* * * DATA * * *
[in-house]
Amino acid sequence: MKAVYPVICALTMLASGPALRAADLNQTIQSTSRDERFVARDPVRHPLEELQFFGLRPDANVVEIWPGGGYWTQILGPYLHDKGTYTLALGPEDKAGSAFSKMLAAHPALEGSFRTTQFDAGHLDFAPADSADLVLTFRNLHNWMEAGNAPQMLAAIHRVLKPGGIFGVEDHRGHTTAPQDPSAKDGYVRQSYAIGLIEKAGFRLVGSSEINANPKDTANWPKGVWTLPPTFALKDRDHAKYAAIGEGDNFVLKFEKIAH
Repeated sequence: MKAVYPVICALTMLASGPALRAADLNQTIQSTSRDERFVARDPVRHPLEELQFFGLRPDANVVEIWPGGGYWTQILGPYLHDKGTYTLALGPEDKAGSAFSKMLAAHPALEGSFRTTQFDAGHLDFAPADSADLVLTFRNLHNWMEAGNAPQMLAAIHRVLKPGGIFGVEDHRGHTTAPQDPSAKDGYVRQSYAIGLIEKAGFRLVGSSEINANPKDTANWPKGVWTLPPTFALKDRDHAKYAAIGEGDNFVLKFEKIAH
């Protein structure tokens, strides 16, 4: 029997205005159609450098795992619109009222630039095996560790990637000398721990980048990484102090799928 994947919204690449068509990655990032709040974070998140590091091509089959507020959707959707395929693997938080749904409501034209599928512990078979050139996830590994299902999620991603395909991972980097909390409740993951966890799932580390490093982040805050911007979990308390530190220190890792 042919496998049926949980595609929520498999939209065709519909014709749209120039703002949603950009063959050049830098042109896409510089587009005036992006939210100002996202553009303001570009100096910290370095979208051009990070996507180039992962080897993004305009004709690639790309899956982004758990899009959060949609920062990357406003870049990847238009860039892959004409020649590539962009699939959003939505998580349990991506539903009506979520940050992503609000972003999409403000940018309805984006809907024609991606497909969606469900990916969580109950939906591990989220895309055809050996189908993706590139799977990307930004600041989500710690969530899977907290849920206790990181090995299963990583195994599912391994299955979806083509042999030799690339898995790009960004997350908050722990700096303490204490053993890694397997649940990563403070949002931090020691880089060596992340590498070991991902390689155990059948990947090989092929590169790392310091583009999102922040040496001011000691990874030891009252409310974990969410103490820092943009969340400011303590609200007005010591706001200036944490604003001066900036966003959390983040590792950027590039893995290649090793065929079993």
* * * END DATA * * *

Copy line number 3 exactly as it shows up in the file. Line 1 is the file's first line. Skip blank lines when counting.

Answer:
Repeated sequence: MKAVYPVICALTMLASGPALRAADLNQTIQSTSRDERFVARDPVRHPLEELQFFGLRPDANVVEIWPGGGYWTQILGPYLHDKGTYTLALGPEDKAGSAFSKMLAAHPALEGSFRTTQFDAGHLDFAPADSADLVLTFRNLHNWMEAGNAPQMLAAIHRVLKPGGIFGVEDHRGHTTAPQDPSAKDGYVRQSYAIGLIEKAGFRLVGSSEINANPKDTANWPKGVWTLPPTFALKDRDHAKYAAIGEGDNFVLKFEKIAH